Common symptoms of sesamoid issues are:
• Pain and swelling in the ball of the foot
• Pain when moving the big toe in different directions
• Trouble bending the big toe
• Pain in big toe when pressed down toward floor
Sesamoid problems most often stem from the inflammation of the tendons attached to the bone. When they swell, it puts pressure on the surrounding nerves and causes pain. It's rare to have a broken sesamoid, and even rarer to have a sesamoid bone with reduced blood supply.
An orthopedic doctor specializing in the foot is the best practitioner to diagnose and treat sesamoid problems. He or she can rule out more serious conditions as well. Your doctor will talk to you about your medical and incident history, perform a physical exam, and likely take x-ray and MRI images of your foot to in order to correctly diagnose the problem.
Surgery is usually not required to fix sesamoid problems. Temporary activity modification, shoe modification, taping, bracing, anti-inflammatory medication, injections, rest, ice, and some physical therapy modalities have all been shown to help effectively. If none of these treatments work, your orthopedic doctor may recommend surgical removal of the sesamoid bone.
May 26, 2015
"An ankle doctor can help with knee problems?"
Limited ankle range of motion and a host of other ankle problems can cause a chain reaction up the body, causing knee pain, hip pain, and even back pain. It's especially important for those who have had an ankle injury to dedicate themselves to getting their ankle health back. If possible, any swelling, stiffness, or range of motion issues need to be worked out during the initial post-injury physical therapy your doctor prescribes.
After the therapy is done, patients can also benefit greatly by:
• Staying active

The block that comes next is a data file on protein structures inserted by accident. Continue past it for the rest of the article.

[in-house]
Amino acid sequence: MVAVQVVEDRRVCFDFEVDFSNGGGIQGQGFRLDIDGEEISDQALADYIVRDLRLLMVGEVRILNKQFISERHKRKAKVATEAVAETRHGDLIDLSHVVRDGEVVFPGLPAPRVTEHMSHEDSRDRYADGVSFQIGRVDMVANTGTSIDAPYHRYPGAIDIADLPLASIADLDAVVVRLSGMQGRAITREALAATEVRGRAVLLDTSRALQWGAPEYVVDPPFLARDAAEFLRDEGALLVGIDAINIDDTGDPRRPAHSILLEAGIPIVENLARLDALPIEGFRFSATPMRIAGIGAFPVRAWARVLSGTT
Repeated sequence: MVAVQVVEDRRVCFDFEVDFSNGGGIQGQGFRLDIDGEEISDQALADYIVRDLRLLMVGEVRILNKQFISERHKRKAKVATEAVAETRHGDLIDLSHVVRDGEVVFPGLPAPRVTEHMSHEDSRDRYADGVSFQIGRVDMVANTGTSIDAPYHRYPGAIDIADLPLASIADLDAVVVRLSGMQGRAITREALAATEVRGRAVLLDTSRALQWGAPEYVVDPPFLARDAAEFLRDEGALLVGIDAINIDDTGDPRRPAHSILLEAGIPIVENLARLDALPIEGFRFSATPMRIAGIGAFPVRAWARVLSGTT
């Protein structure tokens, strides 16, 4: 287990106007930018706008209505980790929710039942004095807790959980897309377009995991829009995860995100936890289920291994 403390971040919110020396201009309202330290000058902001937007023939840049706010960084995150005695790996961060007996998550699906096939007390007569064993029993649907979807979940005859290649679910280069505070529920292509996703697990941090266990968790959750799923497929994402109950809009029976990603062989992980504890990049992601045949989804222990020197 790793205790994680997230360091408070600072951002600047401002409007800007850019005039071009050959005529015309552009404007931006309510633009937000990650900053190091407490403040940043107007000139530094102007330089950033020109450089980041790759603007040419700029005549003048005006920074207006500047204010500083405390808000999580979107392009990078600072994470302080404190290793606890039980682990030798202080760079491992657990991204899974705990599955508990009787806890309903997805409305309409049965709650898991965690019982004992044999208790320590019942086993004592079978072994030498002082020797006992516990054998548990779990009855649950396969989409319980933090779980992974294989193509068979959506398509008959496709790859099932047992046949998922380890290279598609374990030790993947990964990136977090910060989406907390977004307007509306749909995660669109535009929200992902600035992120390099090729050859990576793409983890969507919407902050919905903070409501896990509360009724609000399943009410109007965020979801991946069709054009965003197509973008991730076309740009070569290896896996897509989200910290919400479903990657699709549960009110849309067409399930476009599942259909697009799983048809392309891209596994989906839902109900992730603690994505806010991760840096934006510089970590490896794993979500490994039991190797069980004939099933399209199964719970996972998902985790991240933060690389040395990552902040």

• Stretching their calf muscles (Achilles tendon) once a day or more
• Making "ankle circles" part of their before and after exercise routine
• Writing the alphabet with each foot:
Sit on a high, sturdy platform and put one leg on a stool or chair. Dangle the other leg, and write each letter of the alphabet in the air using that foot. Keep the hips and knees still while using only the ankle joint to complete the motions. Switch legs and repeat.
• Doing calf raises 2-3 times a week
An orthopedic doctor specializing in the ankle area is the best resource for properly diagnosing and treating ankle problems. He or she can answer your questions and will work with you to find the best treatment program for you.
April 1, 2015
Why Some People Can Walk on a Broken Ankle
A broken ankle is one or more fractures of one or both of the lower portion of the lower leg bones, the fibula and the tibia. A trip or fall, car accident, or an ankle rotation or roll are the most common causes of ankle fractures.
Broken ankles can happen at any age but are often more severe in older people due to issues with lower bone density. Along with the fractures, tendons and ligaments are usually damaged, which causes instability until healing is complete.
Someone who breaks an ankle and can still walk on it likely has a hairline fracture with very little to no damage to the surrounding tendons and ligaments; however, even this type of break needs medical attention.
Symptoms of a broken ankle may include:
• immediate sharp, severe pain at the ankle joint or just above
• swelling and bruising
• tenderness when touched
• inability to put weight on the foot
• visible bumps or protrusions in the ankle area